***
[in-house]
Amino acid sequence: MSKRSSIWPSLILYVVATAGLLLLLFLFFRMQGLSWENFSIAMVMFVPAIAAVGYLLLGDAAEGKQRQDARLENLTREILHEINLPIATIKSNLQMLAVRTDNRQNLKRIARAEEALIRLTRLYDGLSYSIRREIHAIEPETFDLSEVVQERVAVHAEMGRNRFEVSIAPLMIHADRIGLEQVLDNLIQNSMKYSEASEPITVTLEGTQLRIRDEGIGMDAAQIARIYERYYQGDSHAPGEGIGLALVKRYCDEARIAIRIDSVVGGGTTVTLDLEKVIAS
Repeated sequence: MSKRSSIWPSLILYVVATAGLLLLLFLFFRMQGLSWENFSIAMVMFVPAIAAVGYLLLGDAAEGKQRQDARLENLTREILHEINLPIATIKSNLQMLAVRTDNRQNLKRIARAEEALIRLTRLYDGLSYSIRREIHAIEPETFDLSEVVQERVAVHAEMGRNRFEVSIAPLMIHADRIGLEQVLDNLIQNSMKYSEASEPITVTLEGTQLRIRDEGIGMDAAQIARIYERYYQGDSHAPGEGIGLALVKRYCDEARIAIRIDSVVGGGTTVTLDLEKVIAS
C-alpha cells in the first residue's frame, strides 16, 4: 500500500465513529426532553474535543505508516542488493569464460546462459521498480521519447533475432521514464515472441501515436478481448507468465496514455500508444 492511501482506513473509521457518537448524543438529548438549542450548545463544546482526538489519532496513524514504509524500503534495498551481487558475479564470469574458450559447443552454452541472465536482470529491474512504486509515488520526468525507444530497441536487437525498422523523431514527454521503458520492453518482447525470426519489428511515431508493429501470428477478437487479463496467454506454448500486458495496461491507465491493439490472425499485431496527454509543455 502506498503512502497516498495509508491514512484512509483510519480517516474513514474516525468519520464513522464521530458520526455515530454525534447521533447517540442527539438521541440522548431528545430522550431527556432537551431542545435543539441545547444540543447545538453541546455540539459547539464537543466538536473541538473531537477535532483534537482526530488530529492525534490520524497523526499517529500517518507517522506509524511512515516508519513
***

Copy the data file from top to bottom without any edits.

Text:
[in-house]
Amino acid sequence: MSKRSSIWPSLILYVVATAGLLLLLFLFFRMQGLSWENFSIAMVMFVPAIAAVGYLLLGDAAEGKQRQDARLENLTREILHEINLPIATIKSNLQMLAVRTDNRQNLKRIARAEEALIRLTRLYDGLSYSIRREIHAIEPETFDLSEVVQERVAVHAEMGRNRFEVSIAPLMIHADRIGLEQVLDNLIQNSMKYSEASEPITVTLEGTQLRIRDEGIGMDAAQIARIYERYYQGDSHAPGEGIGLALVKRYCDEARIAIRIDSVVGGGTTVTLDLEKVIAS
Repeated sequence: MSKRSSIWPSLILYVVATAGLLLLLFLFFRMQGLSWENFSIAMVMFVPAIAAVGYLLLGDAAEGKQRQDARLENLTREILHEINLPIATIKSNLQMLAVRTDNRQNLKRIARAEEALIRLTRLYDGLSYSIRREIHAIEPETFDLSEVVQERVAVHAEMGRNRFEVSIAPLMIHADRIGLEQVLDNLIQNSMKYSEASEPITVTLEGTQLRIRDEGIGMDAAQIARIYERYYQGDSHAPGEGIGLALVKRYCDEARIAIRIDSVVGGGTTVTLDLEKVIAS
C-alpha cells in the first residue's frame, strides 16, 4: 500500500465513529426532553474535543505508516542488493569464460546462459521498480521519447533475432521514464515472441501515436478481448507468465496514455500508444 492511501482506513473509521457518537448524543438529548438549542450548545463544546482526538489519532496513524514504509524500503534495498551481487558475479564470469574458450559447443552454452541472465536482470529491474512504486509515488520526468525507444530497441536487437525498422523523431514527454521503458520492453518482447525470426519489428511515431508493429501470428477478437487479463496467454506454448500486458495496461491507465491493439490472425499485431496527454509543455 502506498503512502497516498495509508491514512484512509483510519480517516474513514474516525468519520464513522464521530458520526455515530454525534447521533447517540442527539438521541440522548431528545430522550431527556432537551431542545435543539441545547444540543447545538453541546455540539459547539464537543466538536473541538473531537477535532483534537482526530488530529492525534490520524497523526499517529500517518507517522506509524511512515516508519513